Monday, February 1, 2016

Crimmins on Crocodile Tears (about Brunswick School Dept budgets)


Frank Lee, we can’t remember whether we’ve posted before about young Jon Crimmins, or posted an item of his here on Side.  He is now a ‘featured opinion writer’ in The Ostrich.  He’s also a stand-up guy with deep Brunswick roots.  His father, Tom Crimmins, was a town councilor until his untimely passing, and he has a young family - wife and two boys -  last time I knew.

In our view, he’s also a clear thinker and observer of Brunswick town governance, and a damn good writer.  His latest item in the above referenced print outlet is a perfect example.  Jon has given us his permission to post it here, along with his email address so you can contact him and comment if you wish.  Should you do so because of this post, please mention that fact so he knows from whence the response derives.  Jon can be reached at:

Here is the text of his column as he submitted it; it appeared in the January 27th edition of the local paper:


When someone does a good job I think it is important to make note of it and applaud the effort. In keeping with this ideal, I want to take the opportunity to thank School Superintendent Paul Perzanoski on his efforts to bring entrepreneurship to the School Department. In case you missed the story from last week, the Superintendent is going to start selling clothing that will, in a small way, go to support some summer educational programs including a reading and math camp.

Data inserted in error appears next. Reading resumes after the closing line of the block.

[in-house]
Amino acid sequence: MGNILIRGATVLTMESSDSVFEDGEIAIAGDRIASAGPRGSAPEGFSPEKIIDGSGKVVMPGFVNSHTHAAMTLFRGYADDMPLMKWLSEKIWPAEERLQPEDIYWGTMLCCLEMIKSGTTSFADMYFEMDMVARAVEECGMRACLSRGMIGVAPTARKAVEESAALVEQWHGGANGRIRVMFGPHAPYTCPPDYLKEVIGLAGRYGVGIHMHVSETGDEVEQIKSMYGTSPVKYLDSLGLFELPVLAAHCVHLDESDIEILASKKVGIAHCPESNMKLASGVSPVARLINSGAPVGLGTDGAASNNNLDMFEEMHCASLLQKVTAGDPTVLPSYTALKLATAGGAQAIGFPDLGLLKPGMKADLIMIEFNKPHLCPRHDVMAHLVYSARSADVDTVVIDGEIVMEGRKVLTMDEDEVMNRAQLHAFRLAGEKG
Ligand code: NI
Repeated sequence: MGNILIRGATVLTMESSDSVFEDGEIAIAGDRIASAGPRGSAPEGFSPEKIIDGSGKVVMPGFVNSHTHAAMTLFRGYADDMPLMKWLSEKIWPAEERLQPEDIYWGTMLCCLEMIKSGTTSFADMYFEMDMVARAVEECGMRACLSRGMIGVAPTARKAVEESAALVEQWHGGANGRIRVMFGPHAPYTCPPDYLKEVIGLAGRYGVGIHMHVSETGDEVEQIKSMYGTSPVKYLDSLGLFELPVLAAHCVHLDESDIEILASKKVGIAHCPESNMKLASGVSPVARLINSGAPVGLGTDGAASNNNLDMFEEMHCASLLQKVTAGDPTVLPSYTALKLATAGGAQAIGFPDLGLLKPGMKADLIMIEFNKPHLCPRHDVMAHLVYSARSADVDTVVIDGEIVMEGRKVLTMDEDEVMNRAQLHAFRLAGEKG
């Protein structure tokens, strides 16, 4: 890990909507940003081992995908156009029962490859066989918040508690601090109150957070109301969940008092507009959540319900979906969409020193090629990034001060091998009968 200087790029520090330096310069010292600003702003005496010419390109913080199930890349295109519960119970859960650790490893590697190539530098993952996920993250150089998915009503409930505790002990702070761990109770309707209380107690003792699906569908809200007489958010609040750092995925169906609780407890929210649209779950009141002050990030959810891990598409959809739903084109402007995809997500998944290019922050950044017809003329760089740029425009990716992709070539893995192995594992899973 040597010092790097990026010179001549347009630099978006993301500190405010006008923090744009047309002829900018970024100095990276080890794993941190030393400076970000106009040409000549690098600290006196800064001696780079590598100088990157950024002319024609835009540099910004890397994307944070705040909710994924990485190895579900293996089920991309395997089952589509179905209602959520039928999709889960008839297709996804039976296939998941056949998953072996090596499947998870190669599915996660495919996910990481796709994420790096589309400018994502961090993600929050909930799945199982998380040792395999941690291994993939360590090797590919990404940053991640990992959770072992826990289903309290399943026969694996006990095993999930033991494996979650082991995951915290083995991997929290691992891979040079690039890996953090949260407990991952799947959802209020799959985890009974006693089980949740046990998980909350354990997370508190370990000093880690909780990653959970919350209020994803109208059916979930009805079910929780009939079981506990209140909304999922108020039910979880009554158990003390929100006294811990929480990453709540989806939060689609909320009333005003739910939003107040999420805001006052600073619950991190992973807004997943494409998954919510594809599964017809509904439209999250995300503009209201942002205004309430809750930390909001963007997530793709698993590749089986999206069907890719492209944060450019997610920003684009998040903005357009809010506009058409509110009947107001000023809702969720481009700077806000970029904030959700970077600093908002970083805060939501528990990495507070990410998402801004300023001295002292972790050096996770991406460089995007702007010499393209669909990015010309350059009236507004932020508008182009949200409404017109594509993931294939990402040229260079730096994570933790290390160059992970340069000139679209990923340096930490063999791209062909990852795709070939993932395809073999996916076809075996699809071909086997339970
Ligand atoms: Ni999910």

This foray into the world of clothing sales will undoubtedly raise fewer eyebrows than the last attempt to raise money by the school department. Several years ago, the School Department’s website had a link on it which allowed the user to purchase various quantities of male enhancement supplements. The address for the online pharmacy has long since escaped me, suffice to say that the school department was not peddling the wares of Osco or Walgreens. Despite this, I am sure that the firm was legit.

At the time, when I contacted the Superintendent about the information on his page, he was silent for a moment but said it would be removed later that day. True to his word, roughly four hours after alerting the department to the link it was gone. Vanished after what can only be seen as a stiff reminder as to why you should check your sites often.

All of this brings me back to my congratulations for Paul Perzanoski. He is going to overcome the, “budget difficulties” of the last eight years to restore some programs. Bravo!

The only question I have is what “budget difficulties”? Is the Superintendent saying that Brunswick has seen their school budget get decimated and cut? Maybe we really do need that math camp program after all.